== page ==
I’ve been a DTPO user for a few years now, and I’ve not really taken advantage of the paperless option that’s been staring me right in the face. I archive EVERYTHING that I have in digital format in DTPO and it works great.
I’m currently sick of dealing with paper in my home office and decided it’s time to get rid of it. I’ve got 2 filing cabinets full of paper and it’s growing… I’m looking at the Fujitsu Scansnap s1500m simply because it’s something that appears to be well supported by DTPO. I’m basically looking for the lowest barrier to entry and I loathe filing and I always leave it till it’s well over due. The question I have is the Scansnap s1500m still relevant given that it’s a few years old now and rather expensive? It’s also quite slow by modern standards. Is there still an advantage using it over any other scanner with DTPO?
I’ve noticed that Devontechnologies does not bundle them with their software any more and was wondering if there’s better alternatives - keep in mind that a seamless workflow is VERY important, I want as many pain points removed from this process - I feel that if it’s no easier than dealing with paper there’s almost no point…
Any suggestions would be much appreciated.
I think the ScanSnaps are the best scanners by a wide margin for a home or small-office paperless approach, and of them the S1500M is still the best desktop solution. It’s duplex, reasonably fast and in my experience 100 per cent reliable. The bundled software is also well worth having – in the case of Adobe Acrobat Pro more or less worth the price of the entire hardware and software bundle.
It was on this basis that after researching the choices, I bought a S1500M about six months ago. Since then the S1300i has been launched: with the same software and more portable and cheaper, but slower and with a less easy document flow. Nothing has made me regret my purchase of the S1500M.
Apart from the DT website, Help files and tutorials, I’ve found three resources useful in getting me to the point where my own filing, moving and naming efforts are minimised:
As far as I remember, Joe Kissell’s Take Control book appraises various scanners.
Thanks for that.
I’ve pulled the trigger and put an order in for one. It was quite hard locating one in New Zealand but I’ve managed.
I’m a little concerned as I couldn’t find much about user experience with the s1500m and DTPO. I’m not saying it doesn’t exist but it’s almost like there’s not a lot of users out there.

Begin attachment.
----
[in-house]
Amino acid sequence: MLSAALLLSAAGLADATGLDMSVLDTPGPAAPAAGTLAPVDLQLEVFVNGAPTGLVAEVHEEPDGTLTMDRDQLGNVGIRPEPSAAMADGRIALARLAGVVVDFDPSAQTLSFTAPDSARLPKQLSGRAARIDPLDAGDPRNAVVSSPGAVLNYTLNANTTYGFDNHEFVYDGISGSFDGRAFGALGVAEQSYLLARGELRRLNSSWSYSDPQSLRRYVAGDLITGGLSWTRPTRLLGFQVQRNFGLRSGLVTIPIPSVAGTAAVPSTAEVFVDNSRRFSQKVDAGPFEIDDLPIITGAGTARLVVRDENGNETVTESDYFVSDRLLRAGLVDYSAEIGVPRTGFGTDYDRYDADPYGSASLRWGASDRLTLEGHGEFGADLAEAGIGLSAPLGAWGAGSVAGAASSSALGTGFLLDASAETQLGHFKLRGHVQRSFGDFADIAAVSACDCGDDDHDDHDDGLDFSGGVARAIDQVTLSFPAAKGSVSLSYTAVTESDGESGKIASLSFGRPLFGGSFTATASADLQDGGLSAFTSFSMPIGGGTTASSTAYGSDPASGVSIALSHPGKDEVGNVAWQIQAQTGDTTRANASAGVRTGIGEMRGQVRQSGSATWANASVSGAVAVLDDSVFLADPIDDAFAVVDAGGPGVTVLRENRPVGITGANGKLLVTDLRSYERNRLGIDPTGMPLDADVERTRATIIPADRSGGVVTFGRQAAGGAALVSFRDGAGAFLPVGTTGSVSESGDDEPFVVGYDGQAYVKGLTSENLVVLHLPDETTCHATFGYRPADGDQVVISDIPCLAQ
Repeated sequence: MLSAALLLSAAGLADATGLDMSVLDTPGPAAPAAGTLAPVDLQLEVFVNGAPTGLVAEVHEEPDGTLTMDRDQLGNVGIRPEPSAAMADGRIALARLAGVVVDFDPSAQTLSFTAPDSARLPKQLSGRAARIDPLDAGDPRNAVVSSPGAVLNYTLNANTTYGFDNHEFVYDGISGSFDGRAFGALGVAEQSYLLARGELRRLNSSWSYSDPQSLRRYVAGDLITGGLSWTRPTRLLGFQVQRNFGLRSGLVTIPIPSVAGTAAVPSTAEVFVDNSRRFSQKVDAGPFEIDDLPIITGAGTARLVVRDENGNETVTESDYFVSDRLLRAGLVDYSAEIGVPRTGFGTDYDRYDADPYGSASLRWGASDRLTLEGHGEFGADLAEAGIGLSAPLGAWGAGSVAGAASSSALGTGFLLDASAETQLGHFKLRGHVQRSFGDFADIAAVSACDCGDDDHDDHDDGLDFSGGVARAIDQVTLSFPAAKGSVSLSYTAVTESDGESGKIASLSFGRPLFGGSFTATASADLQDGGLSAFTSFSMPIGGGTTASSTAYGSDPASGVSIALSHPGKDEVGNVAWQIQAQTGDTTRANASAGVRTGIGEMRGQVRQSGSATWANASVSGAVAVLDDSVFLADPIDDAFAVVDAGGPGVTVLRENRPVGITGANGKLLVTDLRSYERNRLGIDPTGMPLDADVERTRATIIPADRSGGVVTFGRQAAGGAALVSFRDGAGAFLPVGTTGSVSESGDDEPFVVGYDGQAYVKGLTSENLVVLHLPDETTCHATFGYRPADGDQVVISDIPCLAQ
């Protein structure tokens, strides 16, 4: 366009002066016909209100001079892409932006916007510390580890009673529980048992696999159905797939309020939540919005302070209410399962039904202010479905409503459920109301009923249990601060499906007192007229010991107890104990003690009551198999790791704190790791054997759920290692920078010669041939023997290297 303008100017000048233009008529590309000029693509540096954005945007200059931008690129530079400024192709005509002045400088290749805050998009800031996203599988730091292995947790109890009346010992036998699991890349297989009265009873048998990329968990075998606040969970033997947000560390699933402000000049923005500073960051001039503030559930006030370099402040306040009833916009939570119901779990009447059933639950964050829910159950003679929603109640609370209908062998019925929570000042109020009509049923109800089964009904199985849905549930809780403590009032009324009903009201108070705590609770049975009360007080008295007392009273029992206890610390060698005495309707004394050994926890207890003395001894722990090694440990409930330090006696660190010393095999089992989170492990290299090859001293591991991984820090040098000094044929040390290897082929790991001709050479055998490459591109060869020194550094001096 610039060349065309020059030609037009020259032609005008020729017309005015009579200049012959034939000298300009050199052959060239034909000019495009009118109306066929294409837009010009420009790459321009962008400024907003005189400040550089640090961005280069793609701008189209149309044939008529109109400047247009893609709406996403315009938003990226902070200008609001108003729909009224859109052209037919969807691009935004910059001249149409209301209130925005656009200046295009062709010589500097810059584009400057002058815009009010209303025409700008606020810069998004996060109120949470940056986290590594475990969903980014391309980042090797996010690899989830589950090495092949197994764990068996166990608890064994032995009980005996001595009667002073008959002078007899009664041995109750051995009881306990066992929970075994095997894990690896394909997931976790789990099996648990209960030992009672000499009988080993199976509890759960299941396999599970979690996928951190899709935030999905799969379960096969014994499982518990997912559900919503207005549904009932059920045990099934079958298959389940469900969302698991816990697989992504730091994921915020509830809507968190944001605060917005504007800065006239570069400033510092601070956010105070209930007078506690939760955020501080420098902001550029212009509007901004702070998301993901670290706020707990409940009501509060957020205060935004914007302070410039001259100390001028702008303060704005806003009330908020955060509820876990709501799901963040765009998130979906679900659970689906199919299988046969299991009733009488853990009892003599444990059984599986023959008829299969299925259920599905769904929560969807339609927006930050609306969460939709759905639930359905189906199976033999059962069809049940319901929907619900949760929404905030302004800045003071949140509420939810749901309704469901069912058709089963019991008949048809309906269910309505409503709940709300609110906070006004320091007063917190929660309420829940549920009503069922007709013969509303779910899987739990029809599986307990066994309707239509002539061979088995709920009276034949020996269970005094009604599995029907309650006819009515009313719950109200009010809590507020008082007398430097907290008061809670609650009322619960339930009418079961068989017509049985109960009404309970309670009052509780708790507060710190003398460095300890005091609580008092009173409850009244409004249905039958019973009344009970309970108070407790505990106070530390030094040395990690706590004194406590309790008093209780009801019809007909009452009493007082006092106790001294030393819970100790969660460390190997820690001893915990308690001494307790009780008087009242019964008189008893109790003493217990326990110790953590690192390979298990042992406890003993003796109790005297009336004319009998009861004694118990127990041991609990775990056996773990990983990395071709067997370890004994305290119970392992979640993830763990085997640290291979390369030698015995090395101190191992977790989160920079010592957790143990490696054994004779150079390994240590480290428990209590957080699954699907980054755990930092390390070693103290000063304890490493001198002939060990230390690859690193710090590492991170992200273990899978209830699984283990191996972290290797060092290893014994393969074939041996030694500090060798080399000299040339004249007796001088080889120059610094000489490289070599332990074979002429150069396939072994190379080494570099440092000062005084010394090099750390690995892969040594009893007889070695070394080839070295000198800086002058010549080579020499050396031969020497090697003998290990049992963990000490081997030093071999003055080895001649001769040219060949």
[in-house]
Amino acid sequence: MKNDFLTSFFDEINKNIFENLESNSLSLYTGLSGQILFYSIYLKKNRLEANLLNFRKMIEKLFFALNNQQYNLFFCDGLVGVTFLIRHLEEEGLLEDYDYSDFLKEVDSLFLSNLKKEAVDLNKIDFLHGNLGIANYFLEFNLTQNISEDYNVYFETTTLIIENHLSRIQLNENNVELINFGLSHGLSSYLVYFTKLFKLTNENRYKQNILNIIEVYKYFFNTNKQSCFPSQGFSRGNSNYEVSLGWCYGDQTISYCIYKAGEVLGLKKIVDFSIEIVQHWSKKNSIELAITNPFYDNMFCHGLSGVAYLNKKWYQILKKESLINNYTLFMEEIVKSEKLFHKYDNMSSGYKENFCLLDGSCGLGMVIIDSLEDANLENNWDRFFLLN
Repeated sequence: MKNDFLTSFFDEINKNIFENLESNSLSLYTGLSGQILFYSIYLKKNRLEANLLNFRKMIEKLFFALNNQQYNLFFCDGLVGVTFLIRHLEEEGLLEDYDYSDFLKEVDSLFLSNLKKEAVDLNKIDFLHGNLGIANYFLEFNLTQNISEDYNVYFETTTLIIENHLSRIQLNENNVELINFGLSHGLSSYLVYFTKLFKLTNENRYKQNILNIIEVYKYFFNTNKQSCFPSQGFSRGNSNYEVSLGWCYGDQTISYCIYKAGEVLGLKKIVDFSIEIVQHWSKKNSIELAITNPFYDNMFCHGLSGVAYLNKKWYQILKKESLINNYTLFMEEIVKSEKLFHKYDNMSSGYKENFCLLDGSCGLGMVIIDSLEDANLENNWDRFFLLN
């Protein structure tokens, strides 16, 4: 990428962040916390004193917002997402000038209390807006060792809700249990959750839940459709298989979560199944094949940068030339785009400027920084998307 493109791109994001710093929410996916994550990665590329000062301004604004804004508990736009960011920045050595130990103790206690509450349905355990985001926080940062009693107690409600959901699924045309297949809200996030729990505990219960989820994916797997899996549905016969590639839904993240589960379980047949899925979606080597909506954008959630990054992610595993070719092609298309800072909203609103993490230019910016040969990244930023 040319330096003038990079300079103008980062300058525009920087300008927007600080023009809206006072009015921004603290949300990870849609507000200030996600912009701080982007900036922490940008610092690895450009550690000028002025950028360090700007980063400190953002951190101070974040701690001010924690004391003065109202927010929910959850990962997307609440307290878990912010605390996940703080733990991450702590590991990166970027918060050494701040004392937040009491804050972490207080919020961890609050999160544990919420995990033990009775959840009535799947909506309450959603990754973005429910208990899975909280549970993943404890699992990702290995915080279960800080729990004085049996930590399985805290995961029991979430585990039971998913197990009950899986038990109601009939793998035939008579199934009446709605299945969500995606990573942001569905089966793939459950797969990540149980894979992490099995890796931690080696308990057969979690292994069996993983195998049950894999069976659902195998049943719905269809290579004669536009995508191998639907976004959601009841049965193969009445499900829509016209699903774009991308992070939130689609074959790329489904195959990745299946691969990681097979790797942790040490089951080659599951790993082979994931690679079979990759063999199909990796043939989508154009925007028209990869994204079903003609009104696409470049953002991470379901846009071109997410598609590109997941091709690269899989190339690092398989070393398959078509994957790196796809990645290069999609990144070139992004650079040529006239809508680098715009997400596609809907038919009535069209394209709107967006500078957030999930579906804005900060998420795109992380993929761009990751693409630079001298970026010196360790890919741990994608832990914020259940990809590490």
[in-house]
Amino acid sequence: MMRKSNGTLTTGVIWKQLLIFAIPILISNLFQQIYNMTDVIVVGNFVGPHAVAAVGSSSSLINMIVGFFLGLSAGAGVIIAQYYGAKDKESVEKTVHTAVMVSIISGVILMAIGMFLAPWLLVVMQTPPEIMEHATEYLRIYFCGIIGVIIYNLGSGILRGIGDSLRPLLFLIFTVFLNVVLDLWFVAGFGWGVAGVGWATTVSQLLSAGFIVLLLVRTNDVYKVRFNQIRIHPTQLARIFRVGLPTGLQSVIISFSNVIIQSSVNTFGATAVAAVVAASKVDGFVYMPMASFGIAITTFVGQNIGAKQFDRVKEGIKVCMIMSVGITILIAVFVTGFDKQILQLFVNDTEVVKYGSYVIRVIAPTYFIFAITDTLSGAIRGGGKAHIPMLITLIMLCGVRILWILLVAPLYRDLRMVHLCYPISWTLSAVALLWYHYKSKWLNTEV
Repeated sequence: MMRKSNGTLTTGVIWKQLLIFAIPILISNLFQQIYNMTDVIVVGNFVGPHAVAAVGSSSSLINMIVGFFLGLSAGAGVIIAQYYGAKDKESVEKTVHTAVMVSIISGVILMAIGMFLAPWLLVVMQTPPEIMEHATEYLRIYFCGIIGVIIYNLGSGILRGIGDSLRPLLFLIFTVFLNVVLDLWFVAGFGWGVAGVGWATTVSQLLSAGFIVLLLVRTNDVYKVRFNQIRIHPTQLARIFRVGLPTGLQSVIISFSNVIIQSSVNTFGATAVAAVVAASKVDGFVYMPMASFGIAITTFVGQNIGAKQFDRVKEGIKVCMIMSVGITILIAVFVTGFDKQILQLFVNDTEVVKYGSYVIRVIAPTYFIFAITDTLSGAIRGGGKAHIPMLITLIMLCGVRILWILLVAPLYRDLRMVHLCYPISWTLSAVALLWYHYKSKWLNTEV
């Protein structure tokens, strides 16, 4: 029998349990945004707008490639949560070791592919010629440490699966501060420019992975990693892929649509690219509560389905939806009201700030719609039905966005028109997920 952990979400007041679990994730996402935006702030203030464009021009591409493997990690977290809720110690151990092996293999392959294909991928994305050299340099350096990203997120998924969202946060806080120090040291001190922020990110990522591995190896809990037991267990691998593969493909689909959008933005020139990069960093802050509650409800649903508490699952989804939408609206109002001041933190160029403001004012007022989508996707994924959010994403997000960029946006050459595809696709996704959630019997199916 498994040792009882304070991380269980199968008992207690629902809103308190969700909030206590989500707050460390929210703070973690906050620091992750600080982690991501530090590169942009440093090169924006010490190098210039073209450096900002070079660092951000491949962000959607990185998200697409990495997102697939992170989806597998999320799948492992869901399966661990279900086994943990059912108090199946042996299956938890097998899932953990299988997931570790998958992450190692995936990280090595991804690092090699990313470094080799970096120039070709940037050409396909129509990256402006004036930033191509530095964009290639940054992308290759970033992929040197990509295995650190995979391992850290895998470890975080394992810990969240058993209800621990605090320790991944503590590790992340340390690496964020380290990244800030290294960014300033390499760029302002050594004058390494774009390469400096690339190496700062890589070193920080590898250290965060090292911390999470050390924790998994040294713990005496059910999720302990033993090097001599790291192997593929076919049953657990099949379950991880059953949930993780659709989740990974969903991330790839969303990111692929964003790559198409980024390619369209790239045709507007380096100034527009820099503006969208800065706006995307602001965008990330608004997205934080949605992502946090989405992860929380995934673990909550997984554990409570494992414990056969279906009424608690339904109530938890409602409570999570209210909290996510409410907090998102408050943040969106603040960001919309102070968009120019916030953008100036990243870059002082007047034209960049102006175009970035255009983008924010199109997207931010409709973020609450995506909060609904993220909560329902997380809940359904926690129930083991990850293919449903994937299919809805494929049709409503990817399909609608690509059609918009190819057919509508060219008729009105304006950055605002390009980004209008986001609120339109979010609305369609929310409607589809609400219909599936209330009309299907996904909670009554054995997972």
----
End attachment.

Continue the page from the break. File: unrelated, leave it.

I’ve been using DTPO for a few years now and I’m sure I’m only scratching the surface of it, I might finally be able to justify the PO license by adding a document scanner.
Could those of you who paired DTPO with a scanner please tell me more about your workflow? This is something that I haven’t been able to find much on…
I thinks there’s more around on using DTPO and the ScanSnap than any other scanner. Apart from the resources I’ve listed above (with Documentsnap especially useful) I recommend carrying out a search on this forum. For example, there’s this very recent thread: [url]My System].
A key software tool in going paperless that is mentioned there and elsewhere is Hazel: http://www.noodlesoft.com/hazel.php.
TextExpander (or one of its rivals) is also useful if you want to do quick file re-naming post-scanning: http://smilesoftware.com/TextExpander/
David Sparks’ book covers the uses of both of these, as does the Documentsnap site.
My view is that there’s no one-size-fits-all workflow. Everyone’s needs are slightly different. The best thing one can do is to read as much as you can - and that should include workflows like David Sparks that don’t include DTPO, but which can still teach a lot - and then plan out one’s own.
I had just posted that and then stumbled upon the thread. I have looked at Hazel briefly but it does look like I’ll have to invest in it.
I do have a question about the books by Joe Kissell. I submitted my workflow as part of the writing of the book on Devonthink and therefor I got to read the preview. I found it to be very shallow (which is fair enough since it’s a getting started book), I’m a software developer and I’m very much a power user in every sense of the word. Is the book on going paperless worth a read or is it more of a basic getting started guide for those who are technically challenged (nothing wrong with this kind of book, but it always leaves me, personally, disappointed)!?
I look at it this way. If you can succeed in, at the very least, cutting down the amount of paper that you have to find room for, then the savings you’ll make over the years should far outweigh the price and time invested in the Sparks book. It’s a quick read, nicely put together, with a number of helpful videos - although you may still find it disappointing!
But - of all the paperless resources I’ve looked at, I’ve found the tutorials on the Documentsnap site most useful; they do include workflows - more expenditure however.
By the way, one much larger item of expenditure that you should budget for in going paperless but which it’s easy to ignore is better on-site back-up facilities - assuming you’re not well set-up already (back-up on-line for the volume of data paperless generates can consume lots of bandwidth and, literally, months of upload time).